A previously undocumented Windows-based information stealer called ThirdEye has been discovered in the wild with capabilities to harvest sensitive data from infected hosts.
Fortinet FortiGuard Labs, which made the discovery, said it found the malware in an executable that masqueraded as a PDF file with a Russian name “CMK Правила оформления больничных листов.pdf.exe,” which translates to “CMK Rules for issuing sick leaves.pdf.exe.”
The arrival vector for the malware is presently unknown, although the nature of the lure points to it being used in a phishing campaign. The very first ThirdEye sample was uploaded to VirusTotal on April 4, 2023, with relatively fewer features.
The evolving stealer, like other malware families of its kind, is equipped to gather system metadata, including BIOS release date and vendor, total/free disk space on the C drive, currently running processes, register usernames, and volume information. The amassed details are then transmitted to a command-and-control (C2) server.
A notable trait of the malware is that it uses the string “3rd_eye” to beacon its presence to the C2 server.
There are no signs to suggest that ThirdEye has been utilized in the wild. That having said, given that a majority of the stealer artifacts were uploaded to VirusTotal from Russia, it’s likely that the malicious activity is aimed at Russian-speaking organizations.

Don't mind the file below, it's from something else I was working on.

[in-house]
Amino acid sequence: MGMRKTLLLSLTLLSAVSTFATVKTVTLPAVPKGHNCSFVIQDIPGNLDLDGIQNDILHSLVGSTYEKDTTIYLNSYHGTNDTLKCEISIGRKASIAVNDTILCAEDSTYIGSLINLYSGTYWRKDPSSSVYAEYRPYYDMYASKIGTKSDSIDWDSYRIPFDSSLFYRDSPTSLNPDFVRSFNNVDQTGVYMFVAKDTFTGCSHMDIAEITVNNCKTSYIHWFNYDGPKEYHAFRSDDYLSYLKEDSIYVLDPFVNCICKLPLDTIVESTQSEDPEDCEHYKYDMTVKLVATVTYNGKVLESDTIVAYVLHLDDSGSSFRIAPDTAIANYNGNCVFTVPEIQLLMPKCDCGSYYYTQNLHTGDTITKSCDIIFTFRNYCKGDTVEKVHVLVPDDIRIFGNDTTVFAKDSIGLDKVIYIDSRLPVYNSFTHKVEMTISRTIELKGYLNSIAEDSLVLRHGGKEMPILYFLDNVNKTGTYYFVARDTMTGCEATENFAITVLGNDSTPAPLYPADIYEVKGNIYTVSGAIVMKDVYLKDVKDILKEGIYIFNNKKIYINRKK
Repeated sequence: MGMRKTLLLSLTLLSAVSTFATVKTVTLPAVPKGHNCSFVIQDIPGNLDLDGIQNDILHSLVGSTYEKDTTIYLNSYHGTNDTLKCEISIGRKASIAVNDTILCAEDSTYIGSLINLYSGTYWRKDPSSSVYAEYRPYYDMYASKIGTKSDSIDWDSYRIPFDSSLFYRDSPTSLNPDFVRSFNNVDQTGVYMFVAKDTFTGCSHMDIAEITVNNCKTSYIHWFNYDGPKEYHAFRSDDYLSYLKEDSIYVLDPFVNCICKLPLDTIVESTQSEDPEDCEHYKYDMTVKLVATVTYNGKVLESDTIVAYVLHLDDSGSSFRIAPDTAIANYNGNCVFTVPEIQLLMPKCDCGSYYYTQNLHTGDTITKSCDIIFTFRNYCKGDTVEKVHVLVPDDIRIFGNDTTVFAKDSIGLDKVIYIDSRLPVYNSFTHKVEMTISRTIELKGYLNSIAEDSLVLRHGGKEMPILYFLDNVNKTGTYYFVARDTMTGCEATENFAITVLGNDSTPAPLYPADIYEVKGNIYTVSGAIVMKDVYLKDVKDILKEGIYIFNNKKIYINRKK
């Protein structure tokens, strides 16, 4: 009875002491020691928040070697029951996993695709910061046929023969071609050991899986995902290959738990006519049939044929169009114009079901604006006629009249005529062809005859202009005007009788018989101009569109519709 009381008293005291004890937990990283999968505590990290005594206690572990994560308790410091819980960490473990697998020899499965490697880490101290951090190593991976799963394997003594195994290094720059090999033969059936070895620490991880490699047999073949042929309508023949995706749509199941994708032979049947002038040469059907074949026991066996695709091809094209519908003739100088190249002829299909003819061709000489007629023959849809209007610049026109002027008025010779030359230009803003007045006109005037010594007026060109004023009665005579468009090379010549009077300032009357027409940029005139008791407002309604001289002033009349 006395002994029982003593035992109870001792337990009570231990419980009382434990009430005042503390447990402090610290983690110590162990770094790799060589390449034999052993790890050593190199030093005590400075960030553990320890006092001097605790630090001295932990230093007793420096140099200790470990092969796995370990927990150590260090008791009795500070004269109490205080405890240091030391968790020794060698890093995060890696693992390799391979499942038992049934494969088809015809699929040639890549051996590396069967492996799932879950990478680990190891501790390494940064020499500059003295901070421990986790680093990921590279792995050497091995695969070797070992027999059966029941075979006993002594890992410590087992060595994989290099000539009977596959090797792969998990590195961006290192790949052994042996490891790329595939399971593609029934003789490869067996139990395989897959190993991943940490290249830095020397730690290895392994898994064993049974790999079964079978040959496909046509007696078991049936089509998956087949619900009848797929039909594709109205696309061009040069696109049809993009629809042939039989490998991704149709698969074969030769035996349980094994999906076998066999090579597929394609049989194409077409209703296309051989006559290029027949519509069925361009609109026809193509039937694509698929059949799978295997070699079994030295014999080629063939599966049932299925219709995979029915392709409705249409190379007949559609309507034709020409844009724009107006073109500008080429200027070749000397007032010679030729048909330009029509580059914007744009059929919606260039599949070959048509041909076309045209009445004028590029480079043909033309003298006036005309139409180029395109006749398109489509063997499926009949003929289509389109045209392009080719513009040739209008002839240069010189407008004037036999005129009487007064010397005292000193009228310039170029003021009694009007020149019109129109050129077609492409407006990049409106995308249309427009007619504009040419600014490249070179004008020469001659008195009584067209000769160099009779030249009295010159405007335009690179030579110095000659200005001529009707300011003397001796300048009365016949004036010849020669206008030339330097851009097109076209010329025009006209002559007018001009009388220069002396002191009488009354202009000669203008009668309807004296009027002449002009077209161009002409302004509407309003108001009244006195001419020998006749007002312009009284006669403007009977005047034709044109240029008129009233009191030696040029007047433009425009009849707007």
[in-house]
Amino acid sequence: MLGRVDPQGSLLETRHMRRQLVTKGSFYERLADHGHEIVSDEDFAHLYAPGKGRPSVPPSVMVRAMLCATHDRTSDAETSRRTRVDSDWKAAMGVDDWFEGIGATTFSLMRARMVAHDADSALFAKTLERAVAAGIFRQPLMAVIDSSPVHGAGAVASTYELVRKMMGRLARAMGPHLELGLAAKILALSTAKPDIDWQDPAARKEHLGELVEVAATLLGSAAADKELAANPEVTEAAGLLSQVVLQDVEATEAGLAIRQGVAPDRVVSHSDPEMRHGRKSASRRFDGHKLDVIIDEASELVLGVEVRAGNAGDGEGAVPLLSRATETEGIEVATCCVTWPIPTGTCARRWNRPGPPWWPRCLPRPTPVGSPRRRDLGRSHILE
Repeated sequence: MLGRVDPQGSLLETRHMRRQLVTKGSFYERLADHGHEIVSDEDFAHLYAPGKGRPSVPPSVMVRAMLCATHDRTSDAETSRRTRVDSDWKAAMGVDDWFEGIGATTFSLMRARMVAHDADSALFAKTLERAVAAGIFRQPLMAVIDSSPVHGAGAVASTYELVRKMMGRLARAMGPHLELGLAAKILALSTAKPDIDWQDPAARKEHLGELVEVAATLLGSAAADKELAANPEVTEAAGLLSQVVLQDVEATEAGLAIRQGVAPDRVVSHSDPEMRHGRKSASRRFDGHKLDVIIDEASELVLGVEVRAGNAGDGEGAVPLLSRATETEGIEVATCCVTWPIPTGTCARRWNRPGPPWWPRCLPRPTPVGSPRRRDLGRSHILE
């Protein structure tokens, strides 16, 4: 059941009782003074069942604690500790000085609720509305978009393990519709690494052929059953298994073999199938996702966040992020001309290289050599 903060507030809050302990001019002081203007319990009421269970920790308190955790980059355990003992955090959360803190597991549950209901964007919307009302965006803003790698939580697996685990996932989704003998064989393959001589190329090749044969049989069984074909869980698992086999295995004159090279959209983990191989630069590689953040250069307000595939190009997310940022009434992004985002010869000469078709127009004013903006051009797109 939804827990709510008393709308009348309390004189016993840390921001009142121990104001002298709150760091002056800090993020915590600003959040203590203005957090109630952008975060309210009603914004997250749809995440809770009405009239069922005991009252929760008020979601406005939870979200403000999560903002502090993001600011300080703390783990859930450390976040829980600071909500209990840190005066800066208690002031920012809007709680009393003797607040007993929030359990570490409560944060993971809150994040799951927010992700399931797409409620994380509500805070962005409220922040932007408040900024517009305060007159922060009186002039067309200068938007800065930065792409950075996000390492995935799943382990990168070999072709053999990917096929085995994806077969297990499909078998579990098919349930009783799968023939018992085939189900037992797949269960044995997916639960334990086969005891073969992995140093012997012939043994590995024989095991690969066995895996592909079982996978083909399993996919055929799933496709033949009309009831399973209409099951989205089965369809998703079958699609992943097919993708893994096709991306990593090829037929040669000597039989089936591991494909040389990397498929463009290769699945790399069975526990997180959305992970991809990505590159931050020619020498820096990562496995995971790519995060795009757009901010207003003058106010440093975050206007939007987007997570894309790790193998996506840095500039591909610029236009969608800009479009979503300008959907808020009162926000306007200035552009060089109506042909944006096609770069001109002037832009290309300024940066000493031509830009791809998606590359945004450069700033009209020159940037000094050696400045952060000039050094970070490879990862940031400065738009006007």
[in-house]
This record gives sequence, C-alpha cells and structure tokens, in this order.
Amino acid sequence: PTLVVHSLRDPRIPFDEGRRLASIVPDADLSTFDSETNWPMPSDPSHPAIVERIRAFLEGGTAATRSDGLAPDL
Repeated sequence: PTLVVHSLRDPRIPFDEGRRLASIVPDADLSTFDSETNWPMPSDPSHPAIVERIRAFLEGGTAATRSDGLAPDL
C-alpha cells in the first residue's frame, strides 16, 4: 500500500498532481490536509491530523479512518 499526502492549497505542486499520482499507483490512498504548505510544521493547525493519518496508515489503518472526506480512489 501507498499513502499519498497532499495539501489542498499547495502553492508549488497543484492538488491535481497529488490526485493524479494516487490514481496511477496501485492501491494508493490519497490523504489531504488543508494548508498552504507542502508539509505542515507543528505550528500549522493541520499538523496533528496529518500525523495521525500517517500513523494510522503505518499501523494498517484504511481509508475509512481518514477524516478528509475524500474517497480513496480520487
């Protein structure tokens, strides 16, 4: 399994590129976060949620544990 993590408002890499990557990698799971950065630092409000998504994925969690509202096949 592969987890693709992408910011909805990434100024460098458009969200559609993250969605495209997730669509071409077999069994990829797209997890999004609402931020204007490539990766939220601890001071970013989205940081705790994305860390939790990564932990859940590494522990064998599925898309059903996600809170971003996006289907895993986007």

“While this malware is not considered sophisticated, it’s designed to steal various information from compromised machines that can be used as stepping-stones for future attacks,” Fortinet researchers said, adding the collected data is “valuable for understanding and narrowing down potential targets.”
The development comes as trojanized installers for the popular Super Mario Bros video game franchise hosted on sketchy torrent sites are being used to propagate cryptocurrency miners and an open-source stealer written in C# called Umbral that exfiltrates data of interest using Discord Webhooks.
“The combination of mining and stealing activities leads to financial losses, a substantial decline in the victim’s system performance, and the depletion of valuable system resources,” Cyble said.
Video game users have also been targeted with Python-based ransomware and a remote access trojan dubbed SeroXen, which has been found to take advantage of a commercial batch file obfuscation engine known as ScrubCrypt (aka BatCloak) to evade detection. Evidence shows that actors associated with SeroXen’s development have also contributed to the creation of ScrubCrypt.
The malware, which was advertised for sale on a clearnet website that was registered on March 27, 2023 prior to its shutdown in late May, has further been promoted on Discord, TikTok, Twitter, and YouTube. A cracked version of SeroXen has since found its way to criminal forums.
“Individuals are strongly advised to adopt a skeptical stance when encountering links and software packages associated with terms such as ‘cheats,’ ‘hacks,’ ‘cracks,’ and other pieces of software related to gaining a competitive edge,” Trend Micro noted in a new analysis of SeroXen.
“The addition of SeroXen and BatCloak to the malware arsenal of malicious actors highlights the evolution of FUD obfuscators with a low barrier to entry. The almost-amateur approach of using social media for aggressive promotion, considering how it can be easily traced, makes these developers seem like novices by advanced threat actors’ standards.”